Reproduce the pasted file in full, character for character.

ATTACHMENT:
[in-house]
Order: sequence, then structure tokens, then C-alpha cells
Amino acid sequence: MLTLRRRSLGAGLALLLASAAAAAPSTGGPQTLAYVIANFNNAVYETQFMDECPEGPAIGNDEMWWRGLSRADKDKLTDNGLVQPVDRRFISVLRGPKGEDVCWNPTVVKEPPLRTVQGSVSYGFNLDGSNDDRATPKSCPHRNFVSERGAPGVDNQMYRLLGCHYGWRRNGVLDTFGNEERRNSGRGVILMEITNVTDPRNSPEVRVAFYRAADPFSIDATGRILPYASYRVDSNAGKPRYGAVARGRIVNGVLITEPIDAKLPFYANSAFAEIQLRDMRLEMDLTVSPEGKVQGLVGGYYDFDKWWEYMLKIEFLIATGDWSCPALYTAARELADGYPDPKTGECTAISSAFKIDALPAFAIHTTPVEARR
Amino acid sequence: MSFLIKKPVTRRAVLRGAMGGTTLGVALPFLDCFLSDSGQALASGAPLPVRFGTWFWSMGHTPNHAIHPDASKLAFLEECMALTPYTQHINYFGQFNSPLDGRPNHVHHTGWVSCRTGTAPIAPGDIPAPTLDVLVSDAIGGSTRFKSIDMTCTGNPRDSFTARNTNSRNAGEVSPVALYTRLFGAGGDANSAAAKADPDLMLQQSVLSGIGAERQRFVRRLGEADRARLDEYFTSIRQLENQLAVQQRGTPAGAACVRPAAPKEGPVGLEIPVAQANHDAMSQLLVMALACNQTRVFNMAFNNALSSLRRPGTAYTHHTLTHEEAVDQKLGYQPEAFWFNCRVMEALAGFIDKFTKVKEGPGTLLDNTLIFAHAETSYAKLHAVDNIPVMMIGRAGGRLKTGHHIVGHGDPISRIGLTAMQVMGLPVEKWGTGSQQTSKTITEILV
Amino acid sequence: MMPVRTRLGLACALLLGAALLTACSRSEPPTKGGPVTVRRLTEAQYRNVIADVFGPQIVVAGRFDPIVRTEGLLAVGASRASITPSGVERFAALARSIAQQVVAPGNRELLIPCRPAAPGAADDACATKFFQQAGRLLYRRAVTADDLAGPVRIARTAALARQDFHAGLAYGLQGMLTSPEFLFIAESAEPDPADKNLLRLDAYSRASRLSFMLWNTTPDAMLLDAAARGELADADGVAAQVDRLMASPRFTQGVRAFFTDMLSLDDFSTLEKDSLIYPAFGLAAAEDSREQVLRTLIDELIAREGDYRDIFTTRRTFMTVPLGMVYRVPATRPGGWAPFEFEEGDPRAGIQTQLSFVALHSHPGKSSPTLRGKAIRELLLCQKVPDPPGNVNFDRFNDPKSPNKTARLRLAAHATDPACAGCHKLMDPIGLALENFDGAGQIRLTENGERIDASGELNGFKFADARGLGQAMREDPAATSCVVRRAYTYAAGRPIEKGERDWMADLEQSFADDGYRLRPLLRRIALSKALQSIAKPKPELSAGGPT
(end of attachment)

[in-house]
Order: sequence, then structure tokens, then C-alpha cells
Amino acid sequence: MLTLRRRSLGAGLALLLASAAAAAPSTGGPQTLAYVIANFNNAVYETQFMDECPEGPAIGNDEMWWRGLSRADKDKLTDNGLVQPVDRRFISVLRGPKGEDVCWNPTVVKEPPLRTVQGSVSYGFNLDGSNDDRATPKSCPHRNFVSERGAPGVDNQMYRLLGCHYGWRRNGVLDTFGNEERRNSGRGVILMEITNVTDPRNSPEVRVAFYRAADPFSIDATGRILPYASYRVDSNAGKPRYGAVARGRIVNGVLITEPIDAKLPFYANSAFAEIQLRDMRLEMDLTVSPEGKVQGLVGGYYDFDKWWEYMLKIEFLIATGDWSCPALYTAARELADGYPDPKTGECTAISSAFKIDALPAFAIHTTPVEARR
Amino acid sequence: MSFLIKKPVTRRAVLRGAMGGTTLGVALPFLDCFLSDSGQALASGAPLPVRFGTWFWSMGHTPNHAIHPDASKLAFLEECMALTPYTQHINYFGQFNSPLDGRPNHVHHTGWVSCRTGTAPIAPGDIPAPTLDVLVSDAIGGSTRFKSIDMTCTGNPRDSFTARNTNSRNAGEVSPVALYTRLFGAGGDANSAAAKADPDLMLQQSVLSGIGAERQRFVRRLGEADRARLDEYFTSIRQLENQLAVQQRGTPAGAACVRPAAPKEGPVGLEIPVAQANHDAMSQLLVMALACNQTRVFNMAFNNALSSLRRPGTAYTHHTLTHEEAVDQKLGYQPEAFWFNCRVMEALAGFIDKFTKVKEGPGTLLDNTLIFAHAETSYAKLHAVDNIPVMMIGRAGGRLKTGHHIVGHGDPISRIGLTAMQVMGLPVEKWGTGSQQTSKTITEILV
Amino acid sequence: MMPVRTRLGLACALLLGAALLTACSRSEPPTKGGPVTVRRLTEAQYRNVIADVFGPQIVVAGRFDPIVRTEGLLAVGASRASITPSGVERFAALARSIAQQVVAPGNRELLIPCRPAAPGAADDACATKFFQQAGRLLYRRAVTADDLAGPVRIARTAALARQDFHAGLAYGLQGMLTSPEFLFIAESAEPDPADKNLLRLDAYSRASRLSFMLWNTTPDAMLLDAAARGELADADGVAAQVDRLMASPRFTQGVRAFFTDMLSLDDFSTLEKDSLIYPAFGLAAAEDSREQVLRTLIDELIAREGDYRDIFTTRRTFMTVPLGMVYRVPATRPGGWAPFEFEEGDPRAGIQTQLSFVALHSHPGKSSPTLRGKAIRELLLCQKVPDPPGNVNFDRFNDPKSPNKTARLRLAAHATDPACAGCHKLMDPIGLALENFDGAGQIRLTENGERIDASGELNGFKFADARGLGQAMREDPAATSCVVRRAYTYAAGRPIEKGERDWMADLEQSFADDGYRLRPLLRRIALSKALQSIAKPKPELSAGGPT